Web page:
SARS-CoV-2 inhibits removal of dead cells by the immune system, favoring lung damage
April 07, 2021
By Karina Toledo | Agência FAPESP – An unbalanced immune response to SARS-CoV-2 underlies progression to the severe form of COVID-19, according to a growing consensus among scientists, but it is unclear exactly which components of the body’s defense system are out of control in these cases and why. In a study reported on the preprint platform medRxiv, researchers at the University of São Paulo (USP) in Brazil appear to have completed a key portion of the jigsaw puzzle.
In the article, which has not yet been peer-reviewed, the researchers describe how contact with the novel coronavirus alters the functioning of macrophages, white blood cells that act as the immune system’s “trashmen” by detecting, engulfing and destroying pathogens and dead cells through phagocytosis.
Experiments conducted on cell cultures in the laboratory showed that when a macrophage digests a cell infected by a still active SARS-CoV-2, it begins producing excessive amounts of pro-inflammatory molecules, potentially contributing to the phenomenon known as a cytokine storm, seen in severe COVID-19 patients. In addition, according to the study, engulfing an infected dead cell reduces the macrophage’s capacity to recognize and phagocytize other dead cells by as much as a factor of 12.
“Millions of cells die in our organism every day. They have to be eliminated efficiently. Otherwise, they may be interpreted as a sign of danger or generate autoantigens that favor the development of an autoimmune disease. In the case of lungs affected by SARS-CoV-2, continuous removal of dead cells by macrophages is essential to tissue regeneration. If the presence of the virus in a phagocytized cell subverts this function of macrophages, it may contribute to the extensive tissue damage characteristic of COVID-19,” Larissa Cunha, last author of the article, told Agência FAPESP. A professor at the University of São Paulo’s Ribeirão Preto Medical School (FMRP-USP), Cunha was principal investigator for the project, which was funded by FAPESP.
The first tests described in the article involved two lines of epithelial cells, one originally from a human lung (Calu-3) and another from a monkey’s kidney (Vero CCL81, one of the most widely used models in COVID-19 research). They were infected in vitro with SARS-CoV-2. The researchers found that the infection activates in epithelial cells a process known as apoptosis, a type of programmed cell death that normally does not trigger an inflammatory response in the organism.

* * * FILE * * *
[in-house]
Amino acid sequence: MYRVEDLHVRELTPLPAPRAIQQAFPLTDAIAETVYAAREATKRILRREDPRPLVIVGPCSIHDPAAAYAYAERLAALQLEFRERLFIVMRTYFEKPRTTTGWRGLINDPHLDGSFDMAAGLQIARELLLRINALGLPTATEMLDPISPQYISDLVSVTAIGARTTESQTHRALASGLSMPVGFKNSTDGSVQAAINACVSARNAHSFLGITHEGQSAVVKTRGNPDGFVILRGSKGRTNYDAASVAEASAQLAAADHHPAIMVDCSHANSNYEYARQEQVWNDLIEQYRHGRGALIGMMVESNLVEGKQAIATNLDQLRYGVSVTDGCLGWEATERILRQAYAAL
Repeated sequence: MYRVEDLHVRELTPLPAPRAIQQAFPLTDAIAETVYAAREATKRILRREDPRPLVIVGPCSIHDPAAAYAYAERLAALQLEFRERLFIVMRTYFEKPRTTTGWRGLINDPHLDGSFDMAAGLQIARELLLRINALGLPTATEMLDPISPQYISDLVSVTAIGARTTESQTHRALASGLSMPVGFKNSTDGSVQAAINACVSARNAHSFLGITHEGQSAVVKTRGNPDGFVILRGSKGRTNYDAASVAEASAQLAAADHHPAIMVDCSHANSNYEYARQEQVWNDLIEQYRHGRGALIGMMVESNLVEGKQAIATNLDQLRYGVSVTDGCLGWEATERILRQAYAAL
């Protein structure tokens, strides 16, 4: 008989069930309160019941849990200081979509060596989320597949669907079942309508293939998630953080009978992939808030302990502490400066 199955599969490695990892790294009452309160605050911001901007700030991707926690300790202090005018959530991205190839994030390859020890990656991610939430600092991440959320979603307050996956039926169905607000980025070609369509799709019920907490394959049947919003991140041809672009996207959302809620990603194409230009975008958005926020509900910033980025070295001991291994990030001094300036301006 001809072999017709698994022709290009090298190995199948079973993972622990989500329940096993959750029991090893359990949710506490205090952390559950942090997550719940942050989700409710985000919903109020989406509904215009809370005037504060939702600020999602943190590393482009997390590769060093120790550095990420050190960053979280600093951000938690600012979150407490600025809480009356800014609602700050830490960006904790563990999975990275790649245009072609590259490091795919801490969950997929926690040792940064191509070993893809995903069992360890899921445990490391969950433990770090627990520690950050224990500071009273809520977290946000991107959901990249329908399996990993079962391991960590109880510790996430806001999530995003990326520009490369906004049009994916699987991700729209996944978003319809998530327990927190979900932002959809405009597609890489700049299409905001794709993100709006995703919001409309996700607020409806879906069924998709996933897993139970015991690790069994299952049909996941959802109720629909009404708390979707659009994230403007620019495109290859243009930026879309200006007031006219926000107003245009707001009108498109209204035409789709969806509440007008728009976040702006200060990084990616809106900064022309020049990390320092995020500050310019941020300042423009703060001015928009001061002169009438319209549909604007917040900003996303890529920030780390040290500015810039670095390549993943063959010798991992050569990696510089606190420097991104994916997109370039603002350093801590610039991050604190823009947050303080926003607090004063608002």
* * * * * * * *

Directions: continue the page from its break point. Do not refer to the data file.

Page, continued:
In parallel, the researchers used ultraviolet radiation to induce apoptosis in a separate set of epithelial cells.
The apoptotic cells in both groups (infected with the virus and exposed to radiation) were collected and placed to interact with cultured macrophages derived from human monocytes (another type of white blood cell).
As expected, when the macrophages engulfed the cells killed by radiation, they assumed an anti-inflammatory phenotype favoring repair of damaged tissue, but when they engulfed cells containing SARS-CoV-2 viable enough to infect other cells, this programming was lost and the macrophages began secreting large amounts of pro-inflammatory molecules such as interleukin 6 (IL-6) and interleukin 1 beta (IL-1β).
“Collectively, our findings provide evidence that engulfment of dying cells carrying viable SARS-CoV-2 switches the anti-inflammatory resolutive programming in response to efferocytosis toward an inflammatory phenotype. The exacerbated cytokine production observed in response to the efferocytosis of infected corpses by macrophages may contribute to the hyper inflammation associated with COVID-19,” the article concludes. Efferocytosis is the process by which apoptotic cells are removed by phagocytic cells.
In the next stage, the researchers investigated what happened to gene expression by macrophages after they engulfed apoptotic cells infected by SARS-CoV-2. They detected a fall in the expression of key genes for macrophage activity, including TIM4, SRA-I, CD36 and ITGB5.